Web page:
Rahera OHIA QSM (Ngāti Pūkenga, Ngāi Te Rangi, Waitaha, Ngāti Raukawa and Ngāti Māhanga) is the CEO and lead negotiator for Ngāti Pūkenga’s Treaty settlements and Chair of the tribe’s post settlement entity, Te Tawharau o Ngāti Pūkenga. This followed a government career that focused on policy development and strategic advice. Ms Ohia was awarded the Queen’s Service Medal in 2014.
Ngaroma TAHANA is a Solicitor with Gordon & Pilditch in Rotorua. She regularly conducts District Court jury trials, regulatory prosecutions for government departments, and appears on a wide range of cases in both the High Court and the District Court.
Bernard (Ben) VANDERKOLK is the Crown Solicitor in Palmerston North and principal of the law practice BVA. His governance experience includes Massey University, where he is also a Ministerial appointee, and the New Zealand Law Society. He is a Fellow of the Arbitrator’s and Mediator’s Institute of New Zealand.
Tertiary Education, Skills and Employment Minister Paul Goldsmith has welcomed today’s publication of new research on the economic benefits of international education for regions across New Zealand.
The eight regional economic impact reports detail living costs, tuition fees, average spend per student, the number of jobs supported and economic value for Northland, Bay of Plenty (including Tauranga, the Western Bay of Plenty, and Rotorua), Taranaki, Manawatu-Whanganui, Hawke’s Bay, Nelson-Marlborough-Tasman, Otago (including Dunedin and Queenstown) and Southland.
“These findings help give us a more complete picture and gain a deeper understanding of the economic outcomes our regions are seeing due to the growth of international education, as well as where the opportunities lie,” Mr Goldsmith says.
“While the financial return of the international education sector is important, we are also seeing positive experiences and value for Kiwi learners, business and communities, thanks to the sector’s ability to link individuals, businesses, institutions and communities with international markets.”
International education is making an important contribution to economic development and GDP growth in our regions. The highest contribution in the new series of reports is attributed to Dunedin, at $117m for 2015/16.
The research follows the release of a report in November 2016, The Economic Impact of International Education 2015/16, which looked at the New Zealand-wide picture and the larger centres of Auckland, Canterbury, Wellington, Waikato and Otago. The total economic value of New Zealand’s international education industry was put at $4.28 billion, making it our fourth largest export industry.
The international education sector is also creating and supporting jobs across the regions, with the sector directly linked to the creation of 504 jobs in the Tauranga and Western Bay of Plenty area alone.
“International education is a significant export industry for New Zealand, and it is important that we know whether the benefits delivered are worth the investment made by government and our regions,” Mr Goldsmith says.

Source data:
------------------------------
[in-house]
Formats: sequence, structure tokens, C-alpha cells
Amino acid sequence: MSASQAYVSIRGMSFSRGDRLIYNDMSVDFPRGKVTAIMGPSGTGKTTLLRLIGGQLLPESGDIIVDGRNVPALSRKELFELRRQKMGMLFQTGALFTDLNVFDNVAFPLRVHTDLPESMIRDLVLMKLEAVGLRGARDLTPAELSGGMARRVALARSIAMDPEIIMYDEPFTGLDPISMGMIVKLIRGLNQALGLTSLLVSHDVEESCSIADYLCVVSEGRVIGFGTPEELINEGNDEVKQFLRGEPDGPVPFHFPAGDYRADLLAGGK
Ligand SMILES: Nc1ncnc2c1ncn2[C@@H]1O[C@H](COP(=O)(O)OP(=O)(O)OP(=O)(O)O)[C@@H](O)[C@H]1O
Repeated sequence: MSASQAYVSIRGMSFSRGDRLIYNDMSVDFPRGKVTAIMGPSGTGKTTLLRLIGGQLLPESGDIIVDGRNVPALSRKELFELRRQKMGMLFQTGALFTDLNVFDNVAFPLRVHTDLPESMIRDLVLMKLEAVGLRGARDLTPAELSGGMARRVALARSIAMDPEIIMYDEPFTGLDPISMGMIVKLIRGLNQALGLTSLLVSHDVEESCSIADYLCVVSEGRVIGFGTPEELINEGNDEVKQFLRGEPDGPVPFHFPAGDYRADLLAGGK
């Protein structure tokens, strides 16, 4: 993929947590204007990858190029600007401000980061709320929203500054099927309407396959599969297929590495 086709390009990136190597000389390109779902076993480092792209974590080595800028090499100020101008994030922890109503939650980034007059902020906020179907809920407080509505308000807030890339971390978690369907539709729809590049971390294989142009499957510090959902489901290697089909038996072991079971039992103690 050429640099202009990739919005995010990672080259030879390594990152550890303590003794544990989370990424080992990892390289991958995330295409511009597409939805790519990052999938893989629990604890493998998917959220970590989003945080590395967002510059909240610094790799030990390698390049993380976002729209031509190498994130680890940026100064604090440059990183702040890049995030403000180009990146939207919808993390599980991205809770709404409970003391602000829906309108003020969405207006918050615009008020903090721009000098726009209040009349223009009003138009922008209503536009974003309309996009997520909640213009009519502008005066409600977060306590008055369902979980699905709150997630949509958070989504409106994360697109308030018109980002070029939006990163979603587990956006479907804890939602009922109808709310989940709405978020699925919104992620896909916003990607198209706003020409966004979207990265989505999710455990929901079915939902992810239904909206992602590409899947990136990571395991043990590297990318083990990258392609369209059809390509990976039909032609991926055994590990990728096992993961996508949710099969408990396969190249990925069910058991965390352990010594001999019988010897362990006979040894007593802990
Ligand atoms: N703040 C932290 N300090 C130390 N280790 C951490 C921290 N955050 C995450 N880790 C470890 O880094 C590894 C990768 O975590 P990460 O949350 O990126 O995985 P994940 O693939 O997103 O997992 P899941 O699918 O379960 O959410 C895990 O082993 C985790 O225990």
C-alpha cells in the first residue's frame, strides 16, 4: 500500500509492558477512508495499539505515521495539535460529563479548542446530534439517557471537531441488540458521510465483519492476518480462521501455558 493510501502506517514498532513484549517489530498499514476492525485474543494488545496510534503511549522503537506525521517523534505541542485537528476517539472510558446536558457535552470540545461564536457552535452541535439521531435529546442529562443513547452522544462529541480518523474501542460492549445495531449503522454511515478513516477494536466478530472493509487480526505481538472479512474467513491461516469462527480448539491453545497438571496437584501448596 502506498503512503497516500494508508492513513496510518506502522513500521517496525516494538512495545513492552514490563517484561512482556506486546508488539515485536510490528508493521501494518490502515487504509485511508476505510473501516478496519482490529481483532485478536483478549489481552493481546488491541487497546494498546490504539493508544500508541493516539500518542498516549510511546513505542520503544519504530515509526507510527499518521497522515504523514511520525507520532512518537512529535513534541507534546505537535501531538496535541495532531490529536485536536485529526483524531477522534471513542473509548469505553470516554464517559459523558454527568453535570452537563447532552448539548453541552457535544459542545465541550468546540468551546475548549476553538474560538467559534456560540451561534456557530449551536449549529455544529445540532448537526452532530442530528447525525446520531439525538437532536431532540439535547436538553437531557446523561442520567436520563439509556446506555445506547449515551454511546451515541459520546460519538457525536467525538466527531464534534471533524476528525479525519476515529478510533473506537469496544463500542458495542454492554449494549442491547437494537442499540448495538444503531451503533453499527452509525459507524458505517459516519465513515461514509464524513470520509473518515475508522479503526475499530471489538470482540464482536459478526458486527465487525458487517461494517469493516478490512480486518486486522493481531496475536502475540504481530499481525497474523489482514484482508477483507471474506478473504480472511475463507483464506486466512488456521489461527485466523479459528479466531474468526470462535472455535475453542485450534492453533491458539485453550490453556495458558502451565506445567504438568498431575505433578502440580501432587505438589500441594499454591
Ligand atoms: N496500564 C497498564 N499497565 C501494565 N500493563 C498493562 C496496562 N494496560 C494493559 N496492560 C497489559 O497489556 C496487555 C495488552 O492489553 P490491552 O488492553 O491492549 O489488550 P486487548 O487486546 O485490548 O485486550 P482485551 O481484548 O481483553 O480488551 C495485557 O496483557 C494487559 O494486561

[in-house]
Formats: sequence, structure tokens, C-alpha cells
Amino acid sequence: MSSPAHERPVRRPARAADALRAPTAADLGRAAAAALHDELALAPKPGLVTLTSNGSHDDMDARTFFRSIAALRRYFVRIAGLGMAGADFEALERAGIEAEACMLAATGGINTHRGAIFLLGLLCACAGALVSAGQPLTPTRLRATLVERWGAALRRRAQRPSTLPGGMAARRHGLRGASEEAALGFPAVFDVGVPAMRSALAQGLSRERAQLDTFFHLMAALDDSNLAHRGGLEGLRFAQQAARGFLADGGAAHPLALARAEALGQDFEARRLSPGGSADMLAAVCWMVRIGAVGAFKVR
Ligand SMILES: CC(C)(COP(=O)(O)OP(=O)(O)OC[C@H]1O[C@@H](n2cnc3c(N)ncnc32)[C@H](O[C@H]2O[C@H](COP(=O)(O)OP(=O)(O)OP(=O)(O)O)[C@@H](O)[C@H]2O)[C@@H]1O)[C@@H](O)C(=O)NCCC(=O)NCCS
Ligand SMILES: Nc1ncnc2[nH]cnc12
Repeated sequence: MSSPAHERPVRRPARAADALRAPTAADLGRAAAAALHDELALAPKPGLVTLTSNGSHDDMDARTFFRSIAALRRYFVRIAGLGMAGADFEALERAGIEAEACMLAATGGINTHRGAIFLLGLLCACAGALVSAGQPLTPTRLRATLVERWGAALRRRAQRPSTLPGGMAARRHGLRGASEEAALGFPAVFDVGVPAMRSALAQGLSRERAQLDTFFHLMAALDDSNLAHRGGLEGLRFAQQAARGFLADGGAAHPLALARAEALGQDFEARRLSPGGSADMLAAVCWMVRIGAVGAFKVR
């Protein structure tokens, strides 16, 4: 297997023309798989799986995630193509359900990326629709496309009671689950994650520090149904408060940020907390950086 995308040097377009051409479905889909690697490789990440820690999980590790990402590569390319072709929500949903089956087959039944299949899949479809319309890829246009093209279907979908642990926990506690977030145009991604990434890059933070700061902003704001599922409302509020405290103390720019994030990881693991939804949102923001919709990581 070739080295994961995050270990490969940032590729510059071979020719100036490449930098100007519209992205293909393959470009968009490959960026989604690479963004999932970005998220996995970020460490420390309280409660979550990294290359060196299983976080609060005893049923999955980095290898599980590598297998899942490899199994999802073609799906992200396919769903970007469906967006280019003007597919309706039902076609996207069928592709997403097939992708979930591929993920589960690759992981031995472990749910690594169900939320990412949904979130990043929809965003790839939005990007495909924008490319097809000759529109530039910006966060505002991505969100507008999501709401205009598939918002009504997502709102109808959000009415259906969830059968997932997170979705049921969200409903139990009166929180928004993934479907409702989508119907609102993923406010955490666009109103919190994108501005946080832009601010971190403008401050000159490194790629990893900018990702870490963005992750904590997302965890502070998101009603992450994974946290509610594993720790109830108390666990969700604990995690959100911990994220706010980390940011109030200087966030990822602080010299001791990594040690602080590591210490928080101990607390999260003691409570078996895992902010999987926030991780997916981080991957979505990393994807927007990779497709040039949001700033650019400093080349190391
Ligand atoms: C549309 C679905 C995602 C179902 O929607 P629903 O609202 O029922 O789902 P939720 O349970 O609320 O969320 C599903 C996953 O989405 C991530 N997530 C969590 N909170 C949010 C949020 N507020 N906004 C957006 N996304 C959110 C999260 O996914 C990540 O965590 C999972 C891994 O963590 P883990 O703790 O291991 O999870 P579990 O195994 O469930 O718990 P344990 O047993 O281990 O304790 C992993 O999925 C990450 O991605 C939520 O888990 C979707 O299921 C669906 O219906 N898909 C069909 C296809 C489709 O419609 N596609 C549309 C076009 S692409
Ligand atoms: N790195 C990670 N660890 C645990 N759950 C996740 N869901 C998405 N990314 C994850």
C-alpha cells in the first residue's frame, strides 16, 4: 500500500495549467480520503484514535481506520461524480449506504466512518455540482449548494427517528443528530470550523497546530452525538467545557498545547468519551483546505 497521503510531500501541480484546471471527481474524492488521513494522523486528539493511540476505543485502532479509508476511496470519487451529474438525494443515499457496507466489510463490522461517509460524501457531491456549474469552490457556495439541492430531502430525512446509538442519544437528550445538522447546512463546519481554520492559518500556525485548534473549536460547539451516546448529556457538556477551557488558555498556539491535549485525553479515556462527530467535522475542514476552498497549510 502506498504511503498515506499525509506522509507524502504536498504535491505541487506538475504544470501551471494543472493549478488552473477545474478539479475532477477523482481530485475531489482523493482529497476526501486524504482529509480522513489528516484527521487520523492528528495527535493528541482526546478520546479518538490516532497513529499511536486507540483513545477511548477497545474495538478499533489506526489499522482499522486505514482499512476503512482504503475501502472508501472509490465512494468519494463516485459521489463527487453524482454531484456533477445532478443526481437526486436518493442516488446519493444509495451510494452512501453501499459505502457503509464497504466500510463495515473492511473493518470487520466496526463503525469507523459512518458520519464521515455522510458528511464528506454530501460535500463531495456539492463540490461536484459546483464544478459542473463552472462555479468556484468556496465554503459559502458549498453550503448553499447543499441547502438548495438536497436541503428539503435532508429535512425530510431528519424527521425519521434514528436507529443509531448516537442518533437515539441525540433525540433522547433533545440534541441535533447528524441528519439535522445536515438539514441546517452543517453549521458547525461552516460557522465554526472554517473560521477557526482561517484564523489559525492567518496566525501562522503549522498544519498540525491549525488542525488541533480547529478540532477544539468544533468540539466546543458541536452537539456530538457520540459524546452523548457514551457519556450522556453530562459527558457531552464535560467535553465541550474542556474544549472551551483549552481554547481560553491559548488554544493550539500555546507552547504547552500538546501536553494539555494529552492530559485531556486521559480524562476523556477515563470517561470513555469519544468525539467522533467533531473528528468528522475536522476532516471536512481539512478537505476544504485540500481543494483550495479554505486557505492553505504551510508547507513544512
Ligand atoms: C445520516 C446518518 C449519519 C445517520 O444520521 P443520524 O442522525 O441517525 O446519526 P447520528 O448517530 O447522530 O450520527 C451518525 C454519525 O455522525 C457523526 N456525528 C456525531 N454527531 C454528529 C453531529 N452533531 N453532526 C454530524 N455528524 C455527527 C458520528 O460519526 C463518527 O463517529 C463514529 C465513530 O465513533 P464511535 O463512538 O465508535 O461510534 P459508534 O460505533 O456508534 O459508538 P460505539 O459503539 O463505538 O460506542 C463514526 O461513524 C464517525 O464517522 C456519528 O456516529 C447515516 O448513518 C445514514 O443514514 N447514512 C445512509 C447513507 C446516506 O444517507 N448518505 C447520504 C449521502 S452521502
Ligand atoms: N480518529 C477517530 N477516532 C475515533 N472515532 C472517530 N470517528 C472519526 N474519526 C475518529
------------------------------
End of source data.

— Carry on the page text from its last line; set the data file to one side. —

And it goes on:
“These eight regional reports will enable providers and regional agencies to make informed decisions around potential investments in international education, removing some risk from the process.”
The regional reports were produced by Infometrics and the National Research Bureau (NRB) for Education New Zealand in cooperation with the Ministry of Education, Statistics New Zealand, and the Ministry of Business, Innovation and Employment.
Education New Zealand (ENZ) commissioned the research as part of its Regional Partnership Programme, designed to support the development of international education across New Zealand and ensure that smaller communities are also able to see the benefits of the sector.
The eight regional Infometrics and NRB reports can be found HERE.
The Better Public Service (BPS) goals of growing the number of children in Early Childhood Education, increasing the proportion of 18 year olds with NCEA Level 2 or equivalent, and increasing graduates of Level 4 or tertiary equivalents have all shown fantastic progress, say Education Minister Hekia Parata and Tertiary Education, Skills and Employment Minister Paul Goldsmith.
“We have a provisional result of 85.2 per cent of 18 year olds achieving NCEA level 2 or equivalent in 2016 - an overall lift in achievement of 10.9 per cent since 2011, and 1.9 per cent more than 2015,” says Ms Parata.
I want to congratulate students, teachers and parents – their hard work is reflected in this wonderful result. That means more young people achieving what is seen as the minimum qualification for success.”
There has been a sharp improvement in Māori and Pasifika achievement in particular since 2011. An estimated 74.7 per cent of Māori achieved NCEA Level 2 or equivalent in 2016 – up from 57.1 per cent in 2011. More than 80 per cent of Pasifika 18 year olds achieved NCEA Level 2 in 2016 – up from 65.5 per cent in 2011.
A record improvement has also been seen in the BPS result for the number of children participating in early childhood education (ECE) before starting school. The participation rate was 96.7 per cent last year – an increase of 2 per cent since March 2011.
“It’s particularly pleasing to see so many more children participating in early learning as research shows that one of the best ways for a child to have a great start in education is for them to be in quality early childhood education,” says Ms Parata.